- Shopping Bag ( 0 items )
David Good's The Politics of Public Management is a 'textbook case' in public administration; it deals with the events and circumstances surrounding the scandal of the grants and contributions audit at Human Resources Development Canada (HRDC). More specifically, Good argues that the HRDC scandal or crisis was the result of a complex series of factors, which transformed a fixable administrative matter into media headlines alleging that the government had lost one billion dollars. The author further contextualizes this scandal by analyzing the dichotomies and contradictions inherent in public administration and supporting the larger premise that certain trade-offs must be made in the administration of any public organization.
Good skillfully weaves together into a coherent and comprehensible whole both theoretical (or conceptual) and practical considerations. He draws on current scholarship throughout his analysis and captures for the reader the nuances and complexities of public administration. The first and only extensive critical examination to date of the events surrounding the scandal at HRDC, this text offers an original and groundbreaking contribution to current scholarship on public administration and management in Canada.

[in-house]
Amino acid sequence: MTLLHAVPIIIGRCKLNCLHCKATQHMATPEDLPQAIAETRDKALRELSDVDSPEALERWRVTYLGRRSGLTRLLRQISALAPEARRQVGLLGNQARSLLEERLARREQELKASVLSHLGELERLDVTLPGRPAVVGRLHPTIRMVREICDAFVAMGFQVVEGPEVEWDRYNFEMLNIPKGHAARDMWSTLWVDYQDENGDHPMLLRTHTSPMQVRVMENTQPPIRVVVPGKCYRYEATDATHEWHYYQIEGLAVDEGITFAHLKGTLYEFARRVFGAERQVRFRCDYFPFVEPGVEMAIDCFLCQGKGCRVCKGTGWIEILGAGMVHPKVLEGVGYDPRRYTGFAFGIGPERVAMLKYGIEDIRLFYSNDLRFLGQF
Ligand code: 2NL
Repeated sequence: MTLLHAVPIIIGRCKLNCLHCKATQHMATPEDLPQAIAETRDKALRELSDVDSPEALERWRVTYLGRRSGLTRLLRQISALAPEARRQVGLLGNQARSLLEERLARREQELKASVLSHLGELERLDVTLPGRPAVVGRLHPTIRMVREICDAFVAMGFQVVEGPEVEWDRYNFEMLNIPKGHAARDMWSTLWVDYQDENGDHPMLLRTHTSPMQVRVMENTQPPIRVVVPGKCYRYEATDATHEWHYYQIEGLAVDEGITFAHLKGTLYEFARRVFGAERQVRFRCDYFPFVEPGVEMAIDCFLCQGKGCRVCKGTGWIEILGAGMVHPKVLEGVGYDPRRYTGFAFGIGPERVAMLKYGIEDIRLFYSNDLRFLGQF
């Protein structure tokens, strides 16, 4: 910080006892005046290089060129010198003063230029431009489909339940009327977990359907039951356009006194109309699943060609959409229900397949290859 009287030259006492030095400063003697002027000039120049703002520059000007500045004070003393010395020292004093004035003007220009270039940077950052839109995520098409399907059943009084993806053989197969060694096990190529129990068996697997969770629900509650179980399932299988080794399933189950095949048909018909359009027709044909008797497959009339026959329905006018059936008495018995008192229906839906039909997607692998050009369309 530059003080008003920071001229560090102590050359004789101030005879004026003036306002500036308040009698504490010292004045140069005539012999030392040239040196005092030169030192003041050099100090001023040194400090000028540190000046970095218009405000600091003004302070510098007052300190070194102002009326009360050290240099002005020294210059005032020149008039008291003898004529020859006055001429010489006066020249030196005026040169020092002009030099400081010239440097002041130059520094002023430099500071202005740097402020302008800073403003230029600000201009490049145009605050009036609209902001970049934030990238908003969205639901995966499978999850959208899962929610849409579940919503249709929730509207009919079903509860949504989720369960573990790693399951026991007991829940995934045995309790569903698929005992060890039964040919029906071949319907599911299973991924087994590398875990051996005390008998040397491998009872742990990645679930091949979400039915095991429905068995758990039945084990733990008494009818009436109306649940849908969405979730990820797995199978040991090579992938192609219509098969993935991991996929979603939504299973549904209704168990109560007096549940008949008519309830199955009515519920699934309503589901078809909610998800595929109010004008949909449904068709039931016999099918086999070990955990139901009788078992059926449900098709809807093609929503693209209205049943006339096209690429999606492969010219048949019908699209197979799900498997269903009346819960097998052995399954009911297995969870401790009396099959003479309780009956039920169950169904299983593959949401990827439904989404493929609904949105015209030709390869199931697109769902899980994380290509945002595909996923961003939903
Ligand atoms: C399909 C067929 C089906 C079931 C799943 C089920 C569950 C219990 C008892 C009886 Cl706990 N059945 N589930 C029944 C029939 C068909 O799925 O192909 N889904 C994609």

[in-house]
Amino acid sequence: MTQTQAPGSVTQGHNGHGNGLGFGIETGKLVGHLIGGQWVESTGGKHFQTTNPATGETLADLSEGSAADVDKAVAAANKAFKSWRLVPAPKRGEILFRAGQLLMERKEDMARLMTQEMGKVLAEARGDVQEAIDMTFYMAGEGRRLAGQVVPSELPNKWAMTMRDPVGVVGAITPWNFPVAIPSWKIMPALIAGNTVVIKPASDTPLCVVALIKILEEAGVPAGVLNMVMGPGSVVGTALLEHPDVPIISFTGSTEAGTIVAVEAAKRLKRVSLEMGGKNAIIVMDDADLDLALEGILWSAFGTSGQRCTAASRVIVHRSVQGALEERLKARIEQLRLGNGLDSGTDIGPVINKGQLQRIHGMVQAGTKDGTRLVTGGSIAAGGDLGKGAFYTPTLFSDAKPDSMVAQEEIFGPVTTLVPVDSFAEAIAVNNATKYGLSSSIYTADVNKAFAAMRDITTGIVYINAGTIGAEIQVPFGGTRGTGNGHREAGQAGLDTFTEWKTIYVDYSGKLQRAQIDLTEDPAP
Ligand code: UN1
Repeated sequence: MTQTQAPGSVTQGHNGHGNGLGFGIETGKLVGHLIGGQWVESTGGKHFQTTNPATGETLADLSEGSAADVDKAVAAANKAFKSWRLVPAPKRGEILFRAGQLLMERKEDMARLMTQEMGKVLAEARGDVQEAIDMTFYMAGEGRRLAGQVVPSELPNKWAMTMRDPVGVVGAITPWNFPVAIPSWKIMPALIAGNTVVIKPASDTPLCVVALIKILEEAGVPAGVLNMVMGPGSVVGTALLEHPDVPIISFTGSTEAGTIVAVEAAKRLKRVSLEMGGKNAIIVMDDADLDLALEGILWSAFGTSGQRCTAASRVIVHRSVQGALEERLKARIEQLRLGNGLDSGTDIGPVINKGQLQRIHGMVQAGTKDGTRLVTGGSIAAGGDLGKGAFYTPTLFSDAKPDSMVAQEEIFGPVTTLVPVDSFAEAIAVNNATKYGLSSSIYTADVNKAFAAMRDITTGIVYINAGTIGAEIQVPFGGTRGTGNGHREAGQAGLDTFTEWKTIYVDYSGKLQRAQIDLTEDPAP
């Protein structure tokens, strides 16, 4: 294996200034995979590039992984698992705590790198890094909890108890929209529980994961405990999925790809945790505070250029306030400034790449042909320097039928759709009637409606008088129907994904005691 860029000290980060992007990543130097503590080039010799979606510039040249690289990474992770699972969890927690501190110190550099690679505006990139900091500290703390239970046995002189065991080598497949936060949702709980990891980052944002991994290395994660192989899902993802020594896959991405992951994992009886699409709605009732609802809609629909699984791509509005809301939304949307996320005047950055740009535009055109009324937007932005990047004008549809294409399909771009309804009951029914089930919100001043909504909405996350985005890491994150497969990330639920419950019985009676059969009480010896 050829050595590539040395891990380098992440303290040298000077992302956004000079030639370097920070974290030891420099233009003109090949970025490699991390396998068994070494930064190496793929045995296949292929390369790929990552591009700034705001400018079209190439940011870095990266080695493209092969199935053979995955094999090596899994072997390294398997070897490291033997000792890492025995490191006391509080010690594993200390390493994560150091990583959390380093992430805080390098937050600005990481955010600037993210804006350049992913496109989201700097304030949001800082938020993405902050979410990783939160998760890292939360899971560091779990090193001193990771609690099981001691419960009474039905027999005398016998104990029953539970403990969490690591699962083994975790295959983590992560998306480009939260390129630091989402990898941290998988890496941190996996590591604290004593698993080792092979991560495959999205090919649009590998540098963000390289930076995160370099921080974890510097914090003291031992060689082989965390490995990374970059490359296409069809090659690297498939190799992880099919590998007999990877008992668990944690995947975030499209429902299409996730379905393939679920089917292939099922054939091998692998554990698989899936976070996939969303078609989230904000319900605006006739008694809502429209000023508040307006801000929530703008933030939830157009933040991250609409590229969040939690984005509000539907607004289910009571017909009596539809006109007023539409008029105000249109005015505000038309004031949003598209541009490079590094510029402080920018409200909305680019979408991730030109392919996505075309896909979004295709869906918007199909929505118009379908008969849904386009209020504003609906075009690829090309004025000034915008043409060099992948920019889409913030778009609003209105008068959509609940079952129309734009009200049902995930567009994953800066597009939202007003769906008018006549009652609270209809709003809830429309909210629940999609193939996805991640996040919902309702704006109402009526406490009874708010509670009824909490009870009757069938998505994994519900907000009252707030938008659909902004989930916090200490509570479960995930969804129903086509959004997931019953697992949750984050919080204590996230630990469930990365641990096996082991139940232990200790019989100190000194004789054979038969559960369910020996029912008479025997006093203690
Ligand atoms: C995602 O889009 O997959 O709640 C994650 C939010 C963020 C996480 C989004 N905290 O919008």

|1||Looking Underneath: Dichotomies and Contradictions in Public Administration||14|
|2||Looking Back: The Context for Public Sector Reform||26|
|3||Outside Looking In: The Media's First Impressions Become Lasting Impressions||58|
|4||Inside Looking Out: Crisis Management in HRDC||92|
|5||Looking Closer: 'The Billion Dollar Job Fund'||131|
|6||Looking Around: Implications for New Public Management||152|
|7||Looking Forward: Speaking Up for a Better Way||180|